Between the Covers: Stories from My Bookcase

Wednesday, November 3, 2010

The Kite Runner by Khaled Hosseini

I finally finished reading this book. And boy, it really is something.


I had seen the movie so I pretty much knew what to expect, but reading it in print was just a whole different kind of experience. Not sure if it was because I was already familiar with the story, or if it really has that effect, but each page felt loaded. Like there was something you wouldn’t want to miss.

The reviews you will find online will tell you that this book is about the unusual friendship between the rich Amir, and the servant’s son Hassan. They will also tell you that these boys are also different not just by virtue of their economic status, but of their ethnicity too. Though both Muslims and Afghans, one is Sunni, the other Shi’a. Even long ago, the dispute between both groups, and the persecution for one, has existed. The turmoil that to this day exists, is deeply rooted as it seems.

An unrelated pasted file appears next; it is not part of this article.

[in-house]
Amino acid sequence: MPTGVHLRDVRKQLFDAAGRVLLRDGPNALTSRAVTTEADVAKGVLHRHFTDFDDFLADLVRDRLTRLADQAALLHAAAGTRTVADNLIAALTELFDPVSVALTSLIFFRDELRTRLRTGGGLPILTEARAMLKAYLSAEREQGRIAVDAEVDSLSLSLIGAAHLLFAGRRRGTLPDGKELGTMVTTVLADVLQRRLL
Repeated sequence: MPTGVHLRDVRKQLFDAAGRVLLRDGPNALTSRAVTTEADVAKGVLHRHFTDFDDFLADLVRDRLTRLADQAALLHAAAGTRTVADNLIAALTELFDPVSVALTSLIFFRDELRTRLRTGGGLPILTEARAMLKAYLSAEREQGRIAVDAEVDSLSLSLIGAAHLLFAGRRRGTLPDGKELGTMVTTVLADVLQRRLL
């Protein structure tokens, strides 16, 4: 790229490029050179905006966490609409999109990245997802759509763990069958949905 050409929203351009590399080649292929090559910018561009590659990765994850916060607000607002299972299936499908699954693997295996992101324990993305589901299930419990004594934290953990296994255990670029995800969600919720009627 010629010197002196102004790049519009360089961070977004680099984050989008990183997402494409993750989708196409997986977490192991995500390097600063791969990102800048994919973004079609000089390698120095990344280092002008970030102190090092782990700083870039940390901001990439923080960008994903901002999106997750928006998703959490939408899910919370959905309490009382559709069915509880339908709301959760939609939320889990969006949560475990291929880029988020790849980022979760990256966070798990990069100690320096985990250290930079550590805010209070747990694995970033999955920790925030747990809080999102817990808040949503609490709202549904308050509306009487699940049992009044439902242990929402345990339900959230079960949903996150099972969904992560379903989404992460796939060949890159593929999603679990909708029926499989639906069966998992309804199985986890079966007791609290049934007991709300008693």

Hosseini gave us a glimpse of Kabul through the eyes of Amir. I don’t think I will ever visit Afghanistan in this lifetime, but Amir’s memory of Kabul before the war and conflict ravaged it is enough to make me wish I could. I felt Amir’s heart break too, when many many years after fleeing the home of his childhood, he came back to see how decades of fighting, war, and poverty, has changed everything.

It must have been difficult to keep politics out of this novel, but I think Hosseini succeeded in that. Though it definitely touched on many themes, the senselessness of war included, it is above all about forgiveness, redemption, honor and friendship.

It also showcased how children deal with different situations in their own unique way. Hassan, though sexually molested by a bully, continued to be a strong and hopeful young boy. He even learned to read and write, and grew up to be a wonderful husband and father. I have no doubt that his experience that fateful afternoon running the last kite had given him a deep scar, but it did not torment him the way the knowledge of it tormented Amir.

This is as much a story of the two boys, as it is the story of Kabul. Amir was able to find redemption, not exactly from the hands of his dear Hassan, but through Sohrab. His father was also able to find it in seeing his young son grow up to be an honorable man. But when will Kabul be redeemed?